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By Jennifer Cummings, M.Ed.

Alleviating Anxiety for the New School Year

As summer vacation draws closer and closer to its end, more and more students begin thinking about the many challenges their new school year will bring. For most students there is a mixture of excitement and unease.

Here are 4 simple ways to make the move to the next grade more enjoyable for everyone:

1. Try to arrange a meeting with the teacher or principal before the beginning of the new school year.

Many teachers work before the opening day of school, readying their rooms for a new year. If your child has tremendous anxiety about meeting their new teacher, contact the school before opening day. If your child’s teacher is not in, leave a message, and if possible, the teacher may be able to get back to you.

Tell the school about your child’s anxiety, and why you’d like to contact the teacher. Remember, however, that many teachers do not visit their schools over the summer break; your message may not be received quickly. If the teacher does not contact you, you may try contacting the building principal to arrange a brief meeting. The principal may be able to show your child their new classroom, bathroom locations, etc., even if the teacher is not present.

2. Network with other parents and students.

Often, children play on teams or go to camps with other kids who are of various ages. If you know a child who has been through the grade your child is entering, talk to the older child’s parents. They can help you to know what to expect in the coming year, especially with concerns such as homework, class rules and expectations, and other areas of frequent concern.

If they had a particularly positive experience, you may want your child to talk to the older child; advice and information is often best received from a thoughtful peer. Always keep in mind, however, that each child’s individual experiences will be different, even with the same teacher.

3. Do summer assignments in advance.

No one likes being under pressure in a new situation, but for children that don’t complete expected reading assignments or other homework during the summer break, returning to school can seem like the beginning of a nightmare. By having your child complete their tasks over the course of the entire summer, they can complete everything they need in a relaxed, casual manner.

This will help your child feel positive and confident for their first day. Children who try to cram their assignments in shortly before the beginning of the year (or who don’t do them at all) will be more prone to feel nervousness and anxiety about their new learning situation.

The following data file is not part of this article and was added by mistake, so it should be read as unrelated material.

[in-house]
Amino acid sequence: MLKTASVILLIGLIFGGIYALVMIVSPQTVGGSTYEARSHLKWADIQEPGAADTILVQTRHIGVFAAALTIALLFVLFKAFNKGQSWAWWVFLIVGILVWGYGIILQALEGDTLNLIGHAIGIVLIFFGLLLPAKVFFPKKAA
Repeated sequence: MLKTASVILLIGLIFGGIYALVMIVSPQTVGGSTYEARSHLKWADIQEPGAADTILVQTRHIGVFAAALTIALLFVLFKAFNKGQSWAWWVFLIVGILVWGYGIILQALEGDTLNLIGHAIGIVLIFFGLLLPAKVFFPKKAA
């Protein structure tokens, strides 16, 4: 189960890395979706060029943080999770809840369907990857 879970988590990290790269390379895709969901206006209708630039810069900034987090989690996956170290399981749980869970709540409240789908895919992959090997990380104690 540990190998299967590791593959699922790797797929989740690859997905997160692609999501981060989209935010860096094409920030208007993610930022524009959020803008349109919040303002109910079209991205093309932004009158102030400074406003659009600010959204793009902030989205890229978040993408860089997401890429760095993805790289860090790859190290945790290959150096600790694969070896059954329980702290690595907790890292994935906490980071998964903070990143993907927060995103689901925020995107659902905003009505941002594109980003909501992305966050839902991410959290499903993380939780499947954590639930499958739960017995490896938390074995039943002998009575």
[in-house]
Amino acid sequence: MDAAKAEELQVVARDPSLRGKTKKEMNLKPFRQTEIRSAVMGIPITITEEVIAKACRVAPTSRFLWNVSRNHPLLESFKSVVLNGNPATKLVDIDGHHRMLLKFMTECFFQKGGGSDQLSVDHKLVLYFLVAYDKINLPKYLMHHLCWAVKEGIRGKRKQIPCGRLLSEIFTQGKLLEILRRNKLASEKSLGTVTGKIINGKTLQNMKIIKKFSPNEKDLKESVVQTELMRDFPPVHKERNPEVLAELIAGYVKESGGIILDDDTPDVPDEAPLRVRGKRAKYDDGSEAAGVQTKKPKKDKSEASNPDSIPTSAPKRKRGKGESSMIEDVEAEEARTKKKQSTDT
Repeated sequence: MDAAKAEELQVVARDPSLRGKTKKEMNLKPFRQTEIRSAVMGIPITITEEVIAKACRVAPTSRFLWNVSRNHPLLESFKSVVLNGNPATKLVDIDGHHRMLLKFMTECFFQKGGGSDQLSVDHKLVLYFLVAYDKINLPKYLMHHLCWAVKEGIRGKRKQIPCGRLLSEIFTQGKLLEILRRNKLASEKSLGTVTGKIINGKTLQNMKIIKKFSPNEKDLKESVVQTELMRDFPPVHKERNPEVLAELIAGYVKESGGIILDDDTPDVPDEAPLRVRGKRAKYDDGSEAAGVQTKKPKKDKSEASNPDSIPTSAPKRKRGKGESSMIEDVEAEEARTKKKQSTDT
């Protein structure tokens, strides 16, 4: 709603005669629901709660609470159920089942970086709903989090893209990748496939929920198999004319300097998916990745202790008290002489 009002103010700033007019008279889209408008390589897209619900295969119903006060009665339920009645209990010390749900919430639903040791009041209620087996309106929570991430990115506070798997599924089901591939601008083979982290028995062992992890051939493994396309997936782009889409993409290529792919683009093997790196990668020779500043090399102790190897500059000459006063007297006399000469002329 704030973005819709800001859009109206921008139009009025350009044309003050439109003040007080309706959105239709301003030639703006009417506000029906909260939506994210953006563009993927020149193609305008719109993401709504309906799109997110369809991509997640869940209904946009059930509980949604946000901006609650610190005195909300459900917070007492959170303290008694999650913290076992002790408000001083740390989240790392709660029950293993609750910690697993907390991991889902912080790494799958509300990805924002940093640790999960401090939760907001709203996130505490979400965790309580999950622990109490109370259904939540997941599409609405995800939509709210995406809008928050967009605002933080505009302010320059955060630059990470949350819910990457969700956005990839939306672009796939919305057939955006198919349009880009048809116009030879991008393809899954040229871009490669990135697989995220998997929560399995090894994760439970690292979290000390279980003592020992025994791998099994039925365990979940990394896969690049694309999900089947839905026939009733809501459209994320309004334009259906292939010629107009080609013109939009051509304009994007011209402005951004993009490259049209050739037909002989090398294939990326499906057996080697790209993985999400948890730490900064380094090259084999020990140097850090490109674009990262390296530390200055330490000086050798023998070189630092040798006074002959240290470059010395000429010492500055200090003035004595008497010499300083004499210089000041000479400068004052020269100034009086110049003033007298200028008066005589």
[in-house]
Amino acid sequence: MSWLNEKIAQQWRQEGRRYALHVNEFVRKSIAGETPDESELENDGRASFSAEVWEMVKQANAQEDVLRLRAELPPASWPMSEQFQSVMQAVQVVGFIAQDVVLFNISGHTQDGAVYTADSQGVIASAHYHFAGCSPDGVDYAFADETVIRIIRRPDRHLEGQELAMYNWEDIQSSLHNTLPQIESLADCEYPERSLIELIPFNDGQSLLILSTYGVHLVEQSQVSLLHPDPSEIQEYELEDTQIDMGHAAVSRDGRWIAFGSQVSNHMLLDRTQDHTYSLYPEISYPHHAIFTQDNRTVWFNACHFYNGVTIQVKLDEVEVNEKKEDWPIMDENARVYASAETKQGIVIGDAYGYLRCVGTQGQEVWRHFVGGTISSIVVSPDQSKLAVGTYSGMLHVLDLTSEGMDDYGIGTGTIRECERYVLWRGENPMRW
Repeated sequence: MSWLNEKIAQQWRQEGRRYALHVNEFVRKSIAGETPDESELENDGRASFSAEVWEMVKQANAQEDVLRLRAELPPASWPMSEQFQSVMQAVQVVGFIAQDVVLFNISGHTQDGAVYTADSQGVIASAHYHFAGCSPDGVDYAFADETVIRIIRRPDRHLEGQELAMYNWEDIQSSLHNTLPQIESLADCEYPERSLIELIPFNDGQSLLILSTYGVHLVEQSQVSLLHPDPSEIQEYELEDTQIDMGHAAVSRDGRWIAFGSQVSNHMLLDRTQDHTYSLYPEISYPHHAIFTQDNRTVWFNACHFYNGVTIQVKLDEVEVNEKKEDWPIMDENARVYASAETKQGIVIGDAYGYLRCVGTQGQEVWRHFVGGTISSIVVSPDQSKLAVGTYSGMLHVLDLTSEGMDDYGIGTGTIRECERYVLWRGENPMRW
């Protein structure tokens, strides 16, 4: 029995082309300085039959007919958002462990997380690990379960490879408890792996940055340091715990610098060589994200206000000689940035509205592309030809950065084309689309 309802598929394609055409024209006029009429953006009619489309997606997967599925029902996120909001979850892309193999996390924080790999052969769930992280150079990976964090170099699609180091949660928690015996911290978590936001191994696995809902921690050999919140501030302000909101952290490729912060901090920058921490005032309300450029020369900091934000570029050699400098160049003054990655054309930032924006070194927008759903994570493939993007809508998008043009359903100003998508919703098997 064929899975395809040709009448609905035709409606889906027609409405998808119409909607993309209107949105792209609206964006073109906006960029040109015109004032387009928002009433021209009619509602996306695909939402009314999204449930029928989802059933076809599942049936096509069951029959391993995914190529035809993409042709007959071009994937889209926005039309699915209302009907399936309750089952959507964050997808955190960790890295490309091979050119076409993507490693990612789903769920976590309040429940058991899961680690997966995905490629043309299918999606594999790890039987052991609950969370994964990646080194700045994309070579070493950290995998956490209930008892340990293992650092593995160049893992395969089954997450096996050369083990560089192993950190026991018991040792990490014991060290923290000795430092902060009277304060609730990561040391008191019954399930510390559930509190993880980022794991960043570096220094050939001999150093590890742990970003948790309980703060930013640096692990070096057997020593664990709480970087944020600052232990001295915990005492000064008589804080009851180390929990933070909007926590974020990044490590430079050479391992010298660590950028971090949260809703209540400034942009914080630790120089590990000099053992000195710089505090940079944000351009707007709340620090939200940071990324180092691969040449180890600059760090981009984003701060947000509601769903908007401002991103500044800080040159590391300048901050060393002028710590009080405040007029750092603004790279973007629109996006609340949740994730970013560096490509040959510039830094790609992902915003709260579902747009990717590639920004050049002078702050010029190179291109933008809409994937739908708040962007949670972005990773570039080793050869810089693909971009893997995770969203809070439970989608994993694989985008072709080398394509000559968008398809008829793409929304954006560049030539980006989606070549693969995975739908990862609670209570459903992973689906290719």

4. Use school supply information sent by the school to shop in advance.

Many schools send out the materials lists for the next grade at the beginning of the summer break; luckily, many retailers are now stocking their shelves with back-to-school merchandise soon after July 4th. If you have your child’s required supply list, try to take them shopping for their supplies early in the summer.

That way, they will feel more confident knowing they have all the materials they need for a new school year. Also, by beginning early, supplies can be bought in several trips, eliminating the need of paying for supplies in one large lump sum the week before school begins.

By following these simple steps, most children will be off to a great new start for a new school year! (more next column)

How Much is Too Much?

Every child feels some sense of nervousness at the thought of beginning a new school year. A few late nights or fluttery tummies in the days before school begins are often signals not only of nervousness, but also of excitement at seeing old friends and meeting new people.

However, for some children, the beginning of a new school year brings on a sense of terrific anxiety and stress for a variety of reasons. Sometimes students need to learn new ways to adjust to their new schedules and environments. Other times, previous incidents can contribute to the perception of future problems.

If your child exhibits some of these symptoms for more than the first few days of the new school year, you may want to contact your child’s teacher, your pediatrician, or the school counselor for suggestions on how to help alleviate your child’s unease. Getting professional help will help make the transition easier for you and your child. Some behaviors to watch for are:

    • Physical illness (vomiting, diarrhea, or other symptoms)
    • Excessive crying/ tantrums
    • Avoidance behaviors (hiding, purposely missing the bus)
    • Aggressiveness (hitting, kicking, biting)
    • Lack of appetite
    • Withdrawal from family/activities

Remember, it is perfectly natural for your child to be nervous, excited, anxious and eager all at the same time leading up to (and during the first days of) the school year.

However, if you are concerned about your child due to the intensity or duration of their behavior, please seek professional assistance from the school or your pediatrician so that the situation can be remedied as quickly as possible.

 

Jennifer Cummings

Ms. Cummings, author, and editor of the Education and School Section, she has a B.A.in psychology and an M.Ed. in special education from Framingham State College in Massachusetts. She was an elementary teacher in Massachusetts serving both regular education and special education students. She has taught grades 1,4, and 5.

"I believe that families' involvement in their child's education is one of the key ingredients to creating a successful school experience for children. Keeping parents informed about school-related issues helps parents and teachers work together for the best possible outcomes for their children. Learning together makes learning fun - for everyone!" - Jennifer Cummings.
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